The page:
Homemade Marshmallows

Homemade Marshmallows

Recipe for marshmallows

120ml /4¼ fl oz liquid, cool
23g / ¾ oz gelatine
440g /1lb caster sugar
160ml / 5½ fl oz golden syrup
115ml /4 fl oz warm water
Vegetable oil for greasing
Cornflour for dusting

Line a baking tray of rough dimensions that’s 2cm (½ inch) and 30cm by 20cm (12 inch x 8 inch).  You should use clingfilm for this that has been well oiled with the vegetable oil.

Pour the cool liquid into a mixing bowl, ideally the bowl for your mixer.  You can use this stage to get a good flavour into the marshmallows, for example we used citrus and berry smoothies.  You could use matcha tea or spice flavours (see notes later), but if you want to add cocoa powder or coffee or fruit liqueurs or spice extracts, these should be added later.  If you are adding flavours later, just use water at this stage.  Sprinkle over with the powdered gelatine.  Set aside to allow the gelatine to absorb the liquid; it may need a stir to ensure that any dry patches are fully dampened.

Put the caster sugar, golden syrup and warm water into a heavy bottomed pan, then over a medium heat dissolve the sugars to create a syrup.  At this stage, you should stir it gently to help with the creation of a sugar solution, brushing down any sugar crystals on the edge of the pan as these could burn later.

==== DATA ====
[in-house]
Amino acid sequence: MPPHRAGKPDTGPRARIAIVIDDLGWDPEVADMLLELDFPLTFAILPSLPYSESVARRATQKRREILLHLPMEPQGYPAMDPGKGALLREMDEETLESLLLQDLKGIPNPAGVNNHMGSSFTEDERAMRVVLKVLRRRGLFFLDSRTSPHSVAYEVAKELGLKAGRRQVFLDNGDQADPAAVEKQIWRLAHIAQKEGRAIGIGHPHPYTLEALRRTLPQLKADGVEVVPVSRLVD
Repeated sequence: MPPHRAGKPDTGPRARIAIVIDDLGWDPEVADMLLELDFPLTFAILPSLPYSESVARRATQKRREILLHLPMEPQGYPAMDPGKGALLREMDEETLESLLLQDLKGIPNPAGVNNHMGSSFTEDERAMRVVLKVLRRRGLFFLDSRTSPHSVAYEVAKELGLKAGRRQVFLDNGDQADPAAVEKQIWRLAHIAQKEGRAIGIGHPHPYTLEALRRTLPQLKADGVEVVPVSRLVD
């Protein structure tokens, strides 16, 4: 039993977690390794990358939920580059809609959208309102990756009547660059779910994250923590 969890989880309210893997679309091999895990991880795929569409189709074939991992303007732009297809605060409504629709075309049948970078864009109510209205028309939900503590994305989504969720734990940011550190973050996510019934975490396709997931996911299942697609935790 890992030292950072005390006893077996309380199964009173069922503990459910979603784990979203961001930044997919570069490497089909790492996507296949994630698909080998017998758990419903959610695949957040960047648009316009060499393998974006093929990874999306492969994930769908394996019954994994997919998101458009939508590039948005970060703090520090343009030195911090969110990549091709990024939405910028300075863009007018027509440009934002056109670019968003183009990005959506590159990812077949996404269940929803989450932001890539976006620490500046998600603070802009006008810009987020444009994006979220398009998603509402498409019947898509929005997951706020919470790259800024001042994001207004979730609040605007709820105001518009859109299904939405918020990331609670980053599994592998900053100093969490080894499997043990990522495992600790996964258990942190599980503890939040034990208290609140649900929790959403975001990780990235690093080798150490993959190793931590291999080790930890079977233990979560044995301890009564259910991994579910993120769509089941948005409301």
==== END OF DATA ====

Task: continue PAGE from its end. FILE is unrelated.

When dissolved, increase the heat and let the sugar syrup start to boil.  Let it boil pretty vigorously, but obviously without going over the top of the pan.  Do not stir, but check the temperature every so often.  When the temperature gets to 130C/266F, take off the heat and let cool for 1 – 2 minutes.  Do not let the temperature rise above 140C/284F, nor use below 130C/266F.

As it is cooling whisk the gelatine-liquid mix in a food mixer using a balloon whisk attachment.  Slowly drizzle the sugar syrup down the side into the mixing bowl; do not pour into the middle directly on to the whisk as this will crystallise out the sugar.  Whisk for some time to allow the mixture to cool down and to expand in size to an opaque bubblegum texture.  You can add flavours like coffee, chocolate, cocoa, fruit liqueurs or vanilla extract at this stage, or maybe rose oil or matcha tea.

Whisk Up Marshmallow Mixture To Bubblegum Texture

Whisk Up Marshmallow Mixture To Bubblegum Texture

Pour Marshmallow Mixture Into Tin Lined With Clingfilm

Pour Marshmallow Mixture Into Tin Lined With Clingfilm

Pour the mixture into the lined baking tray, then smooth over the top with an oiled knife or spatula.  Cover and leave to set for at least 2 hours by which time the top will be firm, but very sticky.